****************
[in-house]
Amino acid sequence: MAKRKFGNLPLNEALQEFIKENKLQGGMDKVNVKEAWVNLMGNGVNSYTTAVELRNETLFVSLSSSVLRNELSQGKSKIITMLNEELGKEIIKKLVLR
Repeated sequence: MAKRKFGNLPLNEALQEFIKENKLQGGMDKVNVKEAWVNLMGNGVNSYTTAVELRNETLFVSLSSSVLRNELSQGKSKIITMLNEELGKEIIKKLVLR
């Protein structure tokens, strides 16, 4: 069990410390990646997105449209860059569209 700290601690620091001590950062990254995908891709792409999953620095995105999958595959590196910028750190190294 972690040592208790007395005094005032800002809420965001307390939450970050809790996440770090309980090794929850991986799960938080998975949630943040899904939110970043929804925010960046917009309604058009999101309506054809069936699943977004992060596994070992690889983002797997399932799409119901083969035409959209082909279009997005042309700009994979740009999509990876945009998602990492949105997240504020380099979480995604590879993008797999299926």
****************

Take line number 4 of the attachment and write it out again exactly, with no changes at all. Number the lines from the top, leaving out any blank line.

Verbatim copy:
């Protein structure tokens, strides 16, 4: 069990410390990646997105449209860059569209 700290601690620091001590950062990254995908891709792409999953620095995105999958595959590196910028750190190294 972690040592208790007395005094005032800002809420965001307390939450970050809790996440770090309980090794929850991986799960938080998975949630943040899904939110970043929804925010960046917009309604058009999101309506054809069936699943977004992060596994070992690889983002797997399932799409119901083969035409959209082909279009997005042309700009994979740009999509990876945009998602990492949105997240504020380099979480995604590879993008797999299926």